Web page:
Friends and family of an important member of the Crawley community travelled from far and wide to attend his funeral.
Bewbush resident Mohammad Azim passed away at the age of 75.
His death on Friday, November 15, followed a battle with bone marrow cancer.
He has left behind three children, two daughters and a son Sara, Mura, and Nadeem Azim.
A member of a very large family, many of whom are based in Crawley, Mr Azim has three brothers and five sisters among many other relatives.
After moving to Crawley in 1968, Mr Azim became a founder member of the Pak Muslim Welfare Association of Crawley.
In the 1970s, Mr Azim organised cricket events with Crawley Cricket Club.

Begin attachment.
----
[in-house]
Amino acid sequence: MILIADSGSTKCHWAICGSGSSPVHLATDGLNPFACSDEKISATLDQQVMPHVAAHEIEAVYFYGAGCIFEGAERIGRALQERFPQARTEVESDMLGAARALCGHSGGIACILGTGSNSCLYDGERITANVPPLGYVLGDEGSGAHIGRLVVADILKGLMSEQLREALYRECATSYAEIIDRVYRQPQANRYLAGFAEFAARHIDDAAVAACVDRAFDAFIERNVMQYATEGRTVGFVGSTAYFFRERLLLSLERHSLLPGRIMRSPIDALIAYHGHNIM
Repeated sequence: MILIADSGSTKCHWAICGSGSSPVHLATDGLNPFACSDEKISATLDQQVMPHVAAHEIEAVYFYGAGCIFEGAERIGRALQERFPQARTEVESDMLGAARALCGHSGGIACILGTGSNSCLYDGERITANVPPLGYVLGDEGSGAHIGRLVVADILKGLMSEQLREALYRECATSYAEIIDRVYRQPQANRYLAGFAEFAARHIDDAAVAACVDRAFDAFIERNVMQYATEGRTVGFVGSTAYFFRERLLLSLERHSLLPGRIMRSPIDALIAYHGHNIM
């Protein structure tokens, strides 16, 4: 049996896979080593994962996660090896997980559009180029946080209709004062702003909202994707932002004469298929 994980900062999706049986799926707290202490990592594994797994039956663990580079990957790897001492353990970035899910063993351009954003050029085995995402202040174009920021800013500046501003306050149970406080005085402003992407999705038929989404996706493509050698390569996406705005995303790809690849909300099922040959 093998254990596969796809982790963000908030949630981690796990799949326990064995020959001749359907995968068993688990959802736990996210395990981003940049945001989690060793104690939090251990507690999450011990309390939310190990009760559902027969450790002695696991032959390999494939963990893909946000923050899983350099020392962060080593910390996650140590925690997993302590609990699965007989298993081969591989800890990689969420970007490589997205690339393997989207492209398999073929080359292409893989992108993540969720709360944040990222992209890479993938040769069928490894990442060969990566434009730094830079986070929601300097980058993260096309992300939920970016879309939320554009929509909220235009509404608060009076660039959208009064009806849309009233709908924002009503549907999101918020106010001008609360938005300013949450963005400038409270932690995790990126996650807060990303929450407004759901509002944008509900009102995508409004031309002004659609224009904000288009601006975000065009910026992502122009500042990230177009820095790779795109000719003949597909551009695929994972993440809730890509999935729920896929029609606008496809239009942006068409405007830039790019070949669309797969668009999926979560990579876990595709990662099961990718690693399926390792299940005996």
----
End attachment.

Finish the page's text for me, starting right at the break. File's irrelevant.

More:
He helped Ugandan refugees in this decade by assisting them with accommodation.
He also organised a concert for a folk singer from Pakistan.
Mr Azim played an active part in purchasing 157 London Road, which was transformed into Langley Green Mosque in 1978.
As well as his role as a founder member of the Langley Green Mosque, where Mr Azim took part in fundraising events, he was a member of the community relations council.
His funeral was held on Monday, November 18.
Mr Azim’s younger brother, Mr Amin Mirza, said: “More than 1,000 people attended his funeral - he was a very social person.”
Friends and family travelled nationally and internationally to celebrate Mr Azim’s life.
A group of 15 people, including Mr Azim’s sister, came from their home in Denmark.
Others came from Scotland, where Mr Azim had once lived, to attend the funeral.
Mr Mirza, aged 60, said: “He was a very brave man - he suffered from cancer for two and a half years.
“Very humble, positive in fighting the cancer - mentally determined to fight.
“He was well prepared - everyone said he was a top person.
“At the funeral people were saying to me - such a nice person in the community.”
Mr Mirza added: “He will be missed dearly.”